A Rectpi- And now to take a Review of the tuiation of three foregoing Sections, which, in forego-" Point of Matter, are much the fame. If ing Secti- there are different kinds of Prophesies in *»>• the Old Testament, some that are applicable to Christ, and the Events concerning him expressly, and others in a Sense not seemingly so obvious to us, but what the Spirit of God might have primarily* in view: If our Saviour and his Apostles us'd sometimes a typical, sometimes* a parabolical, and sometimes an allusive way of discoursing with the People, which however did not affect their literal Application of the Prophesies: If St. Matthew, by the Words, that it might be fulfilled, intends no more (according to the Hebrew Phrasiology) than hereby was verified, or this Event answer'd the Prediction, or the like: If, by out of Egypt have I called my Son, (which was a common Adage among the sews) he means no more than a providential Deliverance
liverance from some eminent Danger: If John the Baptist, considering the great Resemblance between him and Elias in their Temper and Disposition, as weft as many Articles of their Lives, might properly enough be called after his Name: If the Blindness and wilful Obstinacy of the Jews in our Saviour's time will justify his applying to them the Character, which Isaiah gives of the People, who liv'd in his Days: If, by Isaiah's Virgin; who was to conceive and bear a Son, is properly to be understood (as both the Etymology of the Word, and the Solemnity of the Introduction shew) a Conception without the Use or Knowledge of Man; which Conception was matter of Assurance to the House of David, that the intended Invasion should not prosper against them: If the Character of the Prophet like unto Moses suits neither with Joshua, nor with a Succession of Prophets in the Jewish Church, but, in its chief Line"aments, can agree with none but our Blessed Saviour: If the Prophesy of DanieFs Weeks (when rightly computed) can belong to no other Event, than the Destruction of Jerusalem, and the Contents thereof can properly refer to our Lord's Transactions only: If.the Book of Daniel has all the genuine Marks,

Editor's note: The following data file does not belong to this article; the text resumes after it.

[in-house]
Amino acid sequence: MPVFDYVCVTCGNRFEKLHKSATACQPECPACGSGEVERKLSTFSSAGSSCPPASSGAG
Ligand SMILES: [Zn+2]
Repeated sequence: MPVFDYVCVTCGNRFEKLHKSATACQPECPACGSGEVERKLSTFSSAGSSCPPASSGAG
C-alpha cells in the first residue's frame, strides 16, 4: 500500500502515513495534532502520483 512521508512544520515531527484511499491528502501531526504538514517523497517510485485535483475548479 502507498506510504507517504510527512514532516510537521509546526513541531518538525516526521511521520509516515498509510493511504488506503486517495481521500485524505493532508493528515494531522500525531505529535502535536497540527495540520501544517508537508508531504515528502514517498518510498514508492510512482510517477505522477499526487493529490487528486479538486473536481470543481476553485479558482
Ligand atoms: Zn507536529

both both internal and external} concurring with the Testimony of the Jncients, of . its being a canonical Piece of Scripture y insomuch, that neither his calling some"" Jflyrian Princes by Names, different to Jk what the Grecian Historians give them, jfc nor his occafionally using some Therms lf of Art, which might possibly be of ■'Grecian Derivation; neither his being \ omitted (as is pretended) in the Version s& of the Septuaginti in the Characters of the Prophets given us by Ecclejiajlicus, in the Caldee Paraphrase of Jonathan, nor having some spurious Pieces, still extant, forg'd in his Name; neither the Plainnels of his Predictions, nor the symbolical Turn of his Stile (which Was equally in use among other Prophets) can be any valid Objection against it: If the Commandment, mentions in the Prophesy of Daniel, does properly denote a Royal Decree, and our Saviour (though not personally present) may be said to go againjl the Jews, and the Romans, who were the Instruments of Providence, in destroying the City, and profaning the Temple, may be said to be his Army or People: If Christ by his coming into the World, and the other Transactions of his Lifey may be said to jeal up the Prophejj; by his . preaching the Gospel,- to confirm tht ■' Covenant